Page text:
Until now, only CoveredCA enrollees earning 138-400% of the Federal Poverty Line were eligible for ACA financial assistance. Starting in 2020, however, enrollees earning 400-600% FPL may be eligible as well (around $50K - $75K/year if you're single, or $100K - $150K for a family of four). In addition, those earning 200-400% FPL will see their ACA subsidies enhanced a bit.
Increased Visits to Food Pantries During Holiday Season Provide Opportunity to Reach Uninsured New Yorkers
ALBANY, N.Y. (November 25, 2019) – NY State of Health, the state's official health plan Marketplace, today announced its partnership with food pantries for the third holiday season to educate consumers about enrolling in high quality, affordable health insurance. Food pantries across New York will have certified enrollment assistors on-site throughout November and December to answer questions about health coverage options and how to enroll in a health plan. This year, the Marketplace is also offering eligible New Yorkers the option to receive information on the Supplemental Nutrition Assistance Program (SNAP) during the enrollment process.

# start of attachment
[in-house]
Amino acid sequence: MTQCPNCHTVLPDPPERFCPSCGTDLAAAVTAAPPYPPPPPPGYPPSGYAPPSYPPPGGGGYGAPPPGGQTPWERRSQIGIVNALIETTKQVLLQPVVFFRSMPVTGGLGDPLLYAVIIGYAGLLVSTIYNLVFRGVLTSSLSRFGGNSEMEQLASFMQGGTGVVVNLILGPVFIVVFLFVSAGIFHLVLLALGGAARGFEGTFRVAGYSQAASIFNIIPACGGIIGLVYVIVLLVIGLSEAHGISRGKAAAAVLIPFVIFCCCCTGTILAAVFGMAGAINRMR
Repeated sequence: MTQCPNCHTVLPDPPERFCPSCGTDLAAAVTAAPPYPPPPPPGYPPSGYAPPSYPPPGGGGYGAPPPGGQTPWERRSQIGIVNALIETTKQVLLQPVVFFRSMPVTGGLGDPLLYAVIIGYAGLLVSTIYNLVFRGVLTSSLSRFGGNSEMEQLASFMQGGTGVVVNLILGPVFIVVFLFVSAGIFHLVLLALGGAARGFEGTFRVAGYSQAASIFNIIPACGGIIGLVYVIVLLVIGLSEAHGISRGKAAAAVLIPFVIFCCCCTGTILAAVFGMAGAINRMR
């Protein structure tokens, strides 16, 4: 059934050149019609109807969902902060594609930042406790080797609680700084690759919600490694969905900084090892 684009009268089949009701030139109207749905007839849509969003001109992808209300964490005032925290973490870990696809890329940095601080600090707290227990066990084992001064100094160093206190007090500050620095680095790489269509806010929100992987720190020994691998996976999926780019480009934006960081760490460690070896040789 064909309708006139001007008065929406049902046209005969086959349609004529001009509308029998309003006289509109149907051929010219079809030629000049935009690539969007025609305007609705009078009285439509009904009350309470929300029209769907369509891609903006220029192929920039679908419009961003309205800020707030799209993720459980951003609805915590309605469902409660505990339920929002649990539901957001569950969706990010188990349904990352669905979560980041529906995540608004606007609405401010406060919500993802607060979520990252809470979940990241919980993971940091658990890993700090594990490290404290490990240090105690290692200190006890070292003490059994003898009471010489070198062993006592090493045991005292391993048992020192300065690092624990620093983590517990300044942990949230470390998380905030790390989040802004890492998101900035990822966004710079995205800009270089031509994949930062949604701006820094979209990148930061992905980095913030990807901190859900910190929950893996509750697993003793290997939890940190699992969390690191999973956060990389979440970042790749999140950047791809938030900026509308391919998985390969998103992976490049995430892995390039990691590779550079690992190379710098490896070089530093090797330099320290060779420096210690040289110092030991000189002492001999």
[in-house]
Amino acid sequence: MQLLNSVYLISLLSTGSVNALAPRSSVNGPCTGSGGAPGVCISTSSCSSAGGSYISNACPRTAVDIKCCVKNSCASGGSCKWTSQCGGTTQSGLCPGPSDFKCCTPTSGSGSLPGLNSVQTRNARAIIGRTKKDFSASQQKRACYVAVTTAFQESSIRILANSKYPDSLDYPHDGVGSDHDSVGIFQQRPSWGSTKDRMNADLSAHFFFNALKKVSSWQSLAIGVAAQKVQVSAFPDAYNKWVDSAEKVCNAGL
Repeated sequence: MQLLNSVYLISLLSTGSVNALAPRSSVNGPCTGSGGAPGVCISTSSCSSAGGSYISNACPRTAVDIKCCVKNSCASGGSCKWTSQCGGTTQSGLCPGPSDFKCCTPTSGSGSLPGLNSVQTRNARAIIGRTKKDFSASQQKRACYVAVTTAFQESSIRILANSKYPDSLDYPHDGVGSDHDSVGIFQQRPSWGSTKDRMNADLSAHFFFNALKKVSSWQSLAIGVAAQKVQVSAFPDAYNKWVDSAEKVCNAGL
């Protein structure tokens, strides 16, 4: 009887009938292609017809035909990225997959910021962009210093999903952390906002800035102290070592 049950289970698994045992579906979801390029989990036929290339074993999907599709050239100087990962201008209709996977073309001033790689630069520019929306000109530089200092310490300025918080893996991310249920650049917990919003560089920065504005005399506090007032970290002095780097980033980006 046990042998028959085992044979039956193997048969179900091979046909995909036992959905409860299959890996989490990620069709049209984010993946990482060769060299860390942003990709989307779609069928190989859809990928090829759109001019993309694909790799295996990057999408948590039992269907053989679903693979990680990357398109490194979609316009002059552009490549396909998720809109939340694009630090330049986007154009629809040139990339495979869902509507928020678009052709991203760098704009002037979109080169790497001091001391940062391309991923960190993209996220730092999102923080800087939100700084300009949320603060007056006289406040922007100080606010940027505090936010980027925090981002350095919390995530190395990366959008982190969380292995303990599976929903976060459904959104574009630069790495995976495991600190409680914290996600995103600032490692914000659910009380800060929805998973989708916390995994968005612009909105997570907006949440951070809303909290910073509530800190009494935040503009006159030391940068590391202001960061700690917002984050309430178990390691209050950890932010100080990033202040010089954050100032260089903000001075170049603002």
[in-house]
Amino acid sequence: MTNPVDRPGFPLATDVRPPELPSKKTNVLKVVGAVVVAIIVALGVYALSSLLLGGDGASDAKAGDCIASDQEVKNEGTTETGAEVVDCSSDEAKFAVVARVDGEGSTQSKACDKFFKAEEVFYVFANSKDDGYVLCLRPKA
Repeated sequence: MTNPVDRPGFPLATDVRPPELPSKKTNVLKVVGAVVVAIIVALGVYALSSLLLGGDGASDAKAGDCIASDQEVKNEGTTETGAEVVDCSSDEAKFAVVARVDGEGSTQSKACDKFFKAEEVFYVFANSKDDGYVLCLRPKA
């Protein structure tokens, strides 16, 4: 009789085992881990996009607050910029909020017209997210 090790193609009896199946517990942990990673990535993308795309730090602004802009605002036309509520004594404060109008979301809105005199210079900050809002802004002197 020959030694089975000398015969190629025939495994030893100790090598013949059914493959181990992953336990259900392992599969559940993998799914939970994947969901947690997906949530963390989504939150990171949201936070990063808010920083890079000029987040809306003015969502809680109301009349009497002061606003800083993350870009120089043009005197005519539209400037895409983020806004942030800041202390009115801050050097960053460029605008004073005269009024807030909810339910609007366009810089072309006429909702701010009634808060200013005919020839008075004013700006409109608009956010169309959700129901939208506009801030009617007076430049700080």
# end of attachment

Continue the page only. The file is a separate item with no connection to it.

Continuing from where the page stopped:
But the plans were on display…”
“On display? I eventually had to go down to the cellar to find them.”
“That’s the display department.”
“With a flashlight.”
“Ah, well, the lights had probably gone.”
“So had the stairs.”
“But look, you found the notice, didn’t you?”
“Yes,” said Arthur, “yes I did. It was on display in the bottom of a locked filing cabinet stuck in a disused lavatory with a sign on the door saying ‘Beware of the Leopard.”
Under the Arkansas law, targeted enrollees were notified by the state via mail and informational flyers that they were required to work 80 hours a month, participate in another qualifying activity such as job training or community service, or meet criteria for an exemption such as pregnancy, a disability or parenting a child.
I heard about this story a couple of weeks ago but didn't get around to writing about it until today. Via Twitter:
Students of the BYUs: might want to start making some noise: the Church Board of Ed just decided that they won’t accept Medicaid as a provider for their student health insurance requirement. The week IDaho expanded Medicaid too. Catch 22? DMBA doesn’t count for ACA requirement.
A lawsuit has been filed challenging Michigan's new Medicaid work requirements that take effect Jan. 1. Plaintiffs are 4 people enrolled in the Medicaid expansion program known as Healthy Michigan #MiLeg